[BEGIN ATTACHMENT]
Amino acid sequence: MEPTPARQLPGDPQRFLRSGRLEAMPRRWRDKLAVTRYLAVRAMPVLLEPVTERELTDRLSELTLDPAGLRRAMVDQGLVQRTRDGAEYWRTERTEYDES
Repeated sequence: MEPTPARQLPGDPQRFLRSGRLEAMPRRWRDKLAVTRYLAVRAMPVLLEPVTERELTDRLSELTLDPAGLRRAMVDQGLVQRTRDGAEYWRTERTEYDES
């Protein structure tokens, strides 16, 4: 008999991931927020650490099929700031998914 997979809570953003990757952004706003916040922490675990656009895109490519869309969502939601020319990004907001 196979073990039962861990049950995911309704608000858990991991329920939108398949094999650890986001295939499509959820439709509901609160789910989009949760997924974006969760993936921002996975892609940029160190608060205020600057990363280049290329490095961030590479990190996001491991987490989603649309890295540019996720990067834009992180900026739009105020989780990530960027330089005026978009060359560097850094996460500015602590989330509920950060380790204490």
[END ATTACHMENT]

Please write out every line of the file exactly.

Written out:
Amino acid sequence: MEPTPARQLPGDPQRFLRSGRLEAMPRRWRDKLAVTRYLAVRAMPVLLEPVTERELTDRLSELTLDPAGLRRAMVDQGLVQRTRDGAEYWRTERTEYDES
Repeated sequence: MEPTPARQLPGDPQRFLRSGRLEAMPRRWRDKLAVTRYLAVRAMPVLLEPVTERELTDRLSELTLDPAGLRRAMVDQGLVQRTRDGAEYWRTERTEYDES
């Protein structure tokens, strides 16, 4: 008999991931927020650490099929700031998914 997979809570953003990757952004706003916040922490675990656009895109490519869309969502939601020319990004907001 196979073990039962861990049950995911309704608000858990991991329920939108398949094999650890986001295939499509959820439709509901609160789910989009949760997924974006969760993936921002996975892609940029160190608060205020600057990363280049290329490095961030590479990190996001491991987490989603649309890295540019996720990067834009992180900026739009105020989780990530960027330089005026978009060359560097850094996460500015602590989330509920950060380790204490």